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110 THAT EACH THING IS HDRT OF Ii.-Kl,p
Then, in this same boat, beside,
One on earth in silence wrought,
So, whene'er I turn my eye Back upon the days gone by, Saddening thoughts of friends come o'er me, Friends who closed their course before me.
Yet what binds us, friend to friend,
Take, O boatman, thrice thy fee;
THAT EACH THING IS HURT OF ITSELF. — Old
Why fearest thou the outward foe,
When thou thyself thy harm doth feed?Of grief or hurt, of pain or woe,
Within each thing is sown the seed.
So fine was never yet the cloth,
But the one consumed was by moth,
The knotty oak, and wainscoat old,
Even so a mind in envy rolled
Thus everything that nature wrought
No outward harm need to be sought,
THE KING OF THE CROCODILES. — SotUftey.
"Now, woman, why without your veil 1
"O, I have lost my darling boy,
In whom my soul had all its joy;
And I for sorrow have torn my veil;
And sorrow hath made my very heart pale.
"O, I have lost my darling child,
142 THE KING OF THE CROCODILES.
"He did not venture in to swim, He only stooped to drink at the brim;But under the reeds the crocodile lay, And struck with his tail and swept him away.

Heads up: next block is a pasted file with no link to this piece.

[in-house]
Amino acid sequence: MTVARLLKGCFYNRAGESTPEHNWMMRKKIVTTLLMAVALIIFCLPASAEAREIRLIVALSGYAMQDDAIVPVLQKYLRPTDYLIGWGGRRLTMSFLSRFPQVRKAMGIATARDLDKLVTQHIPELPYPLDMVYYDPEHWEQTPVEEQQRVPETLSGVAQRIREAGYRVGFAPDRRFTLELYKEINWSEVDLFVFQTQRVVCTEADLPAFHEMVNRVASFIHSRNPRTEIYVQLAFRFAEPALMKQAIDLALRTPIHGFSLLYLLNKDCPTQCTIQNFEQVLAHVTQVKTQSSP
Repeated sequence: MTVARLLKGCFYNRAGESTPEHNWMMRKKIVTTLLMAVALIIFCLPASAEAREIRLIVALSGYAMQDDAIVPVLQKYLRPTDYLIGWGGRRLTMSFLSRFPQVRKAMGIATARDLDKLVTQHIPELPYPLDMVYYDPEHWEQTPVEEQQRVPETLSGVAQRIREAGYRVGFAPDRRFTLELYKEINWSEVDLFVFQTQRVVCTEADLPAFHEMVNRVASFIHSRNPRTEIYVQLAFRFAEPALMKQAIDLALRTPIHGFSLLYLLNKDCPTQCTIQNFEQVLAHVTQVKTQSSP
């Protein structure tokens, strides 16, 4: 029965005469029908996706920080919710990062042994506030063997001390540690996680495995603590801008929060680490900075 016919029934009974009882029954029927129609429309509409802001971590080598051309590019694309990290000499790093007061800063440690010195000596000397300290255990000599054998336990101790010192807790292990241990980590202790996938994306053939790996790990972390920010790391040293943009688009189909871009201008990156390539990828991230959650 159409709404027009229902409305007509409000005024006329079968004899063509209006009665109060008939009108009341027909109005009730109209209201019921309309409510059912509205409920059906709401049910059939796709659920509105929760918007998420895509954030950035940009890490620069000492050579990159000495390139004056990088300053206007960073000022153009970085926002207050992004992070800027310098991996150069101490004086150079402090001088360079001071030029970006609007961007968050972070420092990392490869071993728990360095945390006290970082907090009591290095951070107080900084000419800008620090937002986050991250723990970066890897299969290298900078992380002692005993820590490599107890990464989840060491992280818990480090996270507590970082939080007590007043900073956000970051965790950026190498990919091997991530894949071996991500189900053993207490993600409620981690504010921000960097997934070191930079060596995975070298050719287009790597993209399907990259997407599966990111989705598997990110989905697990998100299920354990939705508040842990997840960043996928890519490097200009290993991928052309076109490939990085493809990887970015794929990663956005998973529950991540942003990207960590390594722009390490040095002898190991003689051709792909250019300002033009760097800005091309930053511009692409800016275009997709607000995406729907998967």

"Now take me in your boat, I pray,
"The King of the Crocodiles never does wrong,
"And to the King I will complain,
The man replied, — " No,vwoman, no,
"Then lend me now your little boat, And I will down the river float
I tell thee that no earthly thing Shall keep me from the Crocodile King."
The woman she leapt into the boat,
The King of the Crocodiles there was seen, —
The woman shook every limb with fear,
She fell upon her bended knee,
And said, — " O King, have pity on me,
For I have lost my darling child,
And that's the loss that makes me wild.
"A crocodile ate him for his food;
"I know that you, sire! never do wrong,
"You have done well," the King replies,
"I have no tail to strike and slay,
144 BURIAL OF SIR JOHN MOORE. BURIAL OP SIR JOHN MOORE. — Wolfe.
Not a drum was heard, nor a funeral note, As his corse to the rampart we hurried;Not a soldier discharged his farewell shot O'er the grave where our hero was buried.
We buried him darkly at dead of night, The sods with our bayonets turning, — By the struggling moonbeam's misty light, And the lantern dimly burning.
No useless coffin enclosed his breast,
Nor in sheet, nor in shroud, we bound him;
But he lay like a warrior taking his rest,
Few and short were the prayers we said,
And we spoke not a word of sorrow;
And we bitterly thought of the morrow.
We thought as we hollowed his narrow bed,
Lightly they '11 talk of the spirit that's gone,